Kylie Jenner is hiding the first signs of a (rumored) baby bump in oversized T-shirts and baggy clothes, but the 20-year-old reality star, who is reportedly expecting her first child with her boyfriend of five months Travis Scott, is said to be overjoyed over the news.
News broke on TMZ on Friday that the youngest Kardashian-Jenner sister, 20, is due in February, which means she became pregnant when she was 19. Her momager, Kris Jenner, has refused to confirm the news just yet, although no denials have been issued. Caitlyn Jenner reportedly heard the news along with everyone else.
And while Kylie is reportedly thrilled, is the CEO of her own company, has major family support, and likely won’t face the hardships an ordinary teen does while becoming a mom, what does this mean for her fans? Well, possibly a bunch of copycat pregnancies.
“It’s hard to say a hard yes or no [if we’ll see a trend with more teenage girls becoming pregnant]; it depends on so many different factors, but I do feel a lot of times that when people see things in the media, and with celebrities, they really can spark trends,” says LCSW Teen Psychotherapist Liz Morrison, who is based in New York City.
Liz says that when 13 Reasons Why, a story surrounding a teenage girl who takes her own life, premiered on Netflix, it “sparked a lot of teens who maybe had depressive feelings or thoughts of hurting themselves to act on that.” “Studies have shown it had an influence,” she adds.
So it’s entirely possible that Kylie’s pregnancy could influence her fans and followers to think it totally acceptable to get pregnant young, even thought they might not have the same resources as Kylie. “It’s very possible that it could influence teen girls because she is an influencer,” Liz explains. “She has her makeup line, her lip kits, and teens especially like her.”
“If it is perceived as a cool thing that she’s pregnant, it’s possible that other teens may say ‘hey it’s cool, maybe I should get pregnant,” Liz says.
What’s behind that thinking?
For one, it could influence teens to see that scandal and drama come with a lot of extra attention.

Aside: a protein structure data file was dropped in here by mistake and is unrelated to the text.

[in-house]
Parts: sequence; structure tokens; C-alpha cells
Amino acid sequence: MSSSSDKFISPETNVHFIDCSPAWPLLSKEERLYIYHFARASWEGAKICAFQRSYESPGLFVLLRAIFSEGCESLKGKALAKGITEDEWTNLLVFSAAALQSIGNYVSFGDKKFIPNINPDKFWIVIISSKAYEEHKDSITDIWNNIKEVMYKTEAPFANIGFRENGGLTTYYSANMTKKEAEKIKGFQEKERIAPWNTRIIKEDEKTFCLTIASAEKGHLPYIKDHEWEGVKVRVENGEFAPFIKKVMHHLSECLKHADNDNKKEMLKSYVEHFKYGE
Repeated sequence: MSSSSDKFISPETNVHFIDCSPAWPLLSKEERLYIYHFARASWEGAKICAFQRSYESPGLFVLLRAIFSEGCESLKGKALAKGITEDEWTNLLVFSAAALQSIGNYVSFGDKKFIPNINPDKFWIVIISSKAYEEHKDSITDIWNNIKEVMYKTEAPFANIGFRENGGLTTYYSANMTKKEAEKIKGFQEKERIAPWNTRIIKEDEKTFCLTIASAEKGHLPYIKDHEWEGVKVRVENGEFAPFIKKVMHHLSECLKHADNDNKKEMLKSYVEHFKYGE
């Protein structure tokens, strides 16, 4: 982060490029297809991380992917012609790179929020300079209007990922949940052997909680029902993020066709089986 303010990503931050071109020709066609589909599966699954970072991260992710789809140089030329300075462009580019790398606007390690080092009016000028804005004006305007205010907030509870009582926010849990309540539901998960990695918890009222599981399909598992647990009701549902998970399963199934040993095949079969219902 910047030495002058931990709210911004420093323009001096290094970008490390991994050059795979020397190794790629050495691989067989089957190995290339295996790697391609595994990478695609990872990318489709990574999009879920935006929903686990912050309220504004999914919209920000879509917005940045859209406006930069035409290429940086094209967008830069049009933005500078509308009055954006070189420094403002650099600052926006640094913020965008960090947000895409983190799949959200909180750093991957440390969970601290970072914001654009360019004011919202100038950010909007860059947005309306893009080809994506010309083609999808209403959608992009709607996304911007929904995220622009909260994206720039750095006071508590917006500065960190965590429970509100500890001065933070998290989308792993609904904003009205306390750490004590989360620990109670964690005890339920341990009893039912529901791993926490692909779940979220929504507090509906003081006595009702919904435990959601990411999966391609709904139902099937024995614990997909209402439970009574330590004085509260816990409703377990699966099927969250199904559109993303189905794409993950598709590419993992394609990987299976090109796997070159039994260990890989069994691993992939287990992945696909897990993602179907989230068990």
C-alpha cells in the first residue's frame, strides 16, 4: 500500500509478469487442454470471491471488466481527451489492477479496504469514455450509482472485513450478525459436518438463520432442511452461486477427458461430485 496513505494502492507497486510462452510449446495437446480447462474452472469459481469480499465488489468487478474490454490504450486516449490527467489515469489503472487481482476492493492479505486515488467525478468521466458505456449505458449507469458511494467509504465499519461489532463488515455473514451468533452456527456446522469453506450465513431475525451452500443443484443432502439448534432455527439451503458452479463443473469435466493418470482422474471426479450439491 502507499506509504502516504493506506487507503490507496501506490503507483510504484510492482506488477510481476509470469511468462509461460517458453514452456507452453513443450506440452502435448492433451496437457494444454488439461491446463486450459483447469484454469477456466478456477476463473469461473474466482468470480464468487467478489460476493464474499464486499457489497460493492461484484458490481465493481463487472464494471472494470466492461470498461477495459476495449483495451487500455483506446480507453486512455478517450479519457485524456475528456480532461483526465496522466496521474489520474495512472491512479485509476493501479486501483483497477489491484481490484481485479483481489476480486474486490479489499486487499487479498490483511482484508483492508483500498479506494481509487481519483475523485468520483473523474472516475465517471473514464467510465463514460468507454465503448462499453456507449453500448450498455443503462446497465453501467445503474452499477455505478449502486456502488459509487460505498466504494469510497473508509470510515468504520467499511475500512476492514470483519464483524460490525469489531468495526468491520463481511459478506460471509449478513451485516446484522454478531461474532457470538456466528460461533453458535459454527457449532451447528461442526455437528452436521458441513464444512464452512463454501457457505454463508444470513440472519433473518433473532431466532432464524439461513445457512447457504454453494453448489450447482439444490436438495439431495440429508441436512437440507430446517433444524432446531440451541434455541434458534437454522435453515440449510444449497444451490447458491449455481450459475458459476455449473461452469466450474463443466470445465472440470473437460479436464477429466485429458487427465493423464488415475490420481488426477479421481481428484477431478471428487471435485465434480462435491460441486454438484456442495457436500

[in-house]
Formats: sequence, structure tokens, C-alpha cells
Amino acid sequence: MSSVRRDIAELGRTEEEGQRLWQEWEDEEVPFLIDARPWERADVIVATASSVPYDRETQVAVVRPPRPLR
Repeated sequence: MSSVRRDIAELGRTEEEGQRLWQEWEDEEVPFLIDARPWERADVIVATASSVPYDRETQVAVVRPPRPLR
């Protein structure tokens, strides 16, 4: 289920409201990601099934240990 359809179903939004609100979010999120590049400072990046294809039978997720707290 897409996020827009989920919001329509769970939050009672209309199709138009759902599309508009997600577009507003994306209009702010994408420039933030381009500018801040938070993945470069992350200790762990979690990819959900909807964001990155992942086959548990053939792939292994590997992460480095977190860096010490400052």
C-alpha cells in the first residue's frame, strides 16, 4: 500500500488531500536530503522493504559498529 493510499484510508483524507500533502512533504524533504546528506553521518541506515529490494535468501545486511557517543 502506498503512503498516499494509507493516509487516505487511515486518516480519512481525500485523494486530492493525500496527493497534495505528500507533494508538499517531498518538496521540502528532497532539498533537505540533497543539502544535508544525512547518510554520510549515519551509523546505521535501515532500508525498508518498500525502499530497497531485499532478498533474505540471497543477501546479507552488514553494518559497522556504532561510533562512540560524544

“The thought process is you want attention…look, she got pregnant and she has all the attention now,” Liz says. “Sometimes teens, when they are looking for attention, even negative attention, they will do these grand things and not think about the consequences. They think ‘I’ll get pregnant right now' but then they don’t necessarily think what to do with a baby. They think people are going to give me gifts and talk about me. All the focus will be on me.”
And while only Kylie really knows if the pregnancy was planned, she was likely very influenced herself by her older sisters, and even brother, Rob, who has a baby himself.
“Her sisters are either pregnant or struggling to get pregnant. If it was planned, I’d say she probably was very influenced; if not, I’d say it was still kind of influenced,” Liz says. “I’m sure also when you do have the financial resources and the support of a huge family, she’s not feeling like it’s daunting, like someone who doesn’t have the means.”
As for her business, this gives a lot of incentives for baby stores and products to work with Kylie and give her products in exchange for Instagram shots, which is a reward.
“I do feel like it does glamorize it in a lot of ways; however, if you’re prepared and responsible and you have support and you feel like you’ve led enough of your life, that makes sense,” Liz says.
“But for a teen, I don’t know if they even know the consequences” she adds. “Kylie also also grew up really fast and for 20 she’s been working the majority of her life, she’s not actually getting the real childhood that other teens might get. Maybe she feels like she’s lived more of her life already.”
Parents and teachers can make conversations easier by just bringing up uncomfortable topics and facing them head on.
“It’s important for schools and educators to bring this up,” Liz says. “Say ‘we heard Kylie Jenner’s pregnant, schools and parents bring it up: ‘Hey I heard this…let’s talk about it. Ask ‘do you have any thoughts and feelings about wanting to have a baby?”
Bill Albert, deputy director of the National Campaign to Prevent Teen and Unplanned Pregnancy, says teen pregnancy rates have been on a steady incline and that has made it lose some stigma.
"I think one of the reasons why this country's rates of teen pregnancy are high is that we simply do not have a strong social norm that teen pregnancy is not OK," Albert tells LiveScience. "I think that’s why the rates in Great Britain, Japan, Italy and the Netherlands are significantly lower compared to ours. There, there is a very strong social norm that there is a sequence to life's events, you don’t begin a family when you are 16 years old."
Liz says studies have shown that the more conversations exist around a taboo topic, the less likely teens are to go through with it.
“It becomes a normalized conversation. If a teen feels like a conversation is being opened without them having opened it, there’s less likely a chance they’ll move forward with something like getting pregnant.”
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